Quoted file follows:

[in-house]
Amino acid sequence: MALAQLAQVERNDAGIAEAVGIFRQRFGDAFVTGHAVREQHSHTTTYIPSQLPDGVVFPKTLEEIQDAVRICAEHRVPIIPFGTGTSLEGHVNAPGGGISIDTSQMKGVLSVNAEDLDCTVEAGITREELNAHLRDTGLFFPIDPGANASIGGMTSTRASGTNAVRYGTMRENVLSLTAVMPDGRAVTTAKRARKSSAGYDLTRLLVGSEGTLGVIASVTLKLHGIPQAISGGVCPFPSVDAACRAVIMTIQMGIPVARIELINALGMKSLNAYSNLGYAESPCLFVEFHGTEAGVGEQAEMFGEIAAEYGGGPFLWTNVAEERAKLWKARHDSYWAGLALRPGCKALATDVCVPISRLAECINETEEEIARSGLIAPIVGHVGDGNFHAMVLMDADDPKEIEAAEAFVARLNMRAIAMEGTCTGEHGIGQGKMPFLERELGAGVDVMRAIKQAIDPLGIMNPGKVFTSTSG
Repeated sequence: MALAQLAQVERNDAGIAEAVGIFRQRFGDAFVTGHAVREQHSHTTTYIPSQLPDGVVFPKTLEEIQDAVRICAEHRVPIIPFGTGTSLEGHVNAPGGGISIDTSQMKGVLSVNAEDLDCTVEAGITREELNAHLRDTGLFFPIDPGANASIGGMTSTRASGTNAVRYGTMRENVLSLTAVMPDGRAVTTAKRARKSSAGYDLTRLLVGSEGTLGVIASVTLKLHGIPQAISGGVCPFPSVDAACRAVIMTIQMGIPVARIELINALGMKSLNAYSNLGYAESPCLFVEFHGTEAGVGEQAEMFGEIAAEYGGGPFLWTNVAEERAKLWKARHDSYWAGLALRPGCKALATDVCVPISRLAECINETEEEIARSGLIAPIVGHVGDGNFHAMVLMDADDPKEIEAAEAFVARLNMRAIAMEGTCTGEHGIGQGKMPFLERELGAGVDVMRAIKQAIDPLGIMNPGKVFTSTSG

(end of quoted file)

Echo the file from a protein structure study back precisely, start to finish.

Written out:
[in-house]
Amino acid sequence: MALAQLAQVERNDAGIAEAVGIFRQRFGDAFVTGHAVREQHSHTTTYIPSQLPDGVVFPKTLEEIQDAVRICAEHRVPIIPFGTGTSLEGHVNAPGGGISIDTSQMKGVLSVNAEDLDCTVEAGITREELNAHLRDTGLFFPIDPGANASIGGMTSTRASGTNAVRYGTMRENVLSLTAVMPDGRAVTTAKRARKSSAGYDLTRLLVGSEGTLGVIASVTLKLHGIPQAISGGVCPFPSVDAACRAVIMTIQMGIPVARIELINALGMKSLNAYSNLGYAESPCLFVEFHGTEAGVGEQAEMFGEIAAEYGGGPFLWTNVAEERAKLWKARHDSYWAGLALRPGCKALATDVCVPISRLAECINETEEEIARSGLIAPIVGHVGDGNFHAMVLMDADDPKEIEAAEAFVARLNMRAIAMEGTCTGEHGIGQGKMPFLERELGAGVDVMRAIKQAIDPLGIMNPGKVFTSTSG
Repeated sequence: MALAQLAQVERNDAGIAEAVGIFRQRFGDAFVTGHAVREQHSHTTTYIPSQLPDGVVFPKTLEEIQDAVRICAEHRVPIIPFGTGTSLEGHVNAPGGGISIDTSQMKGVLSVNAEDLDCTVEAGITREELNAHLRDTGLFFPIDPGANASIGGMTSTRASGTNAVRYGTMRENVLSLTAVMPDGRAVTTAKRARKSSAGYDLTRLLVGSEGTLGVIASVTLKLHGIPQAISGGVCPFPSVDAACRAVIMTIQMGIPVARIELINALGMKSLNAYSNLGYAESPCLFVEFHGTEAGVGEQAEMFGEIAAEYGGGPFLWTNVAEERAKLWKARHDSYWAGLALRPGCKALATDVCVPISRLAECINETEEEIARSGLIAPIVGHVGDGNFHAMVLMDADDPKEIEAAEAFVARLNMRAIAMEGTCTGEHGIGQGKMPFLERELGAGVDVMRAIKQAIDPLGIMNPGKVFTSTSG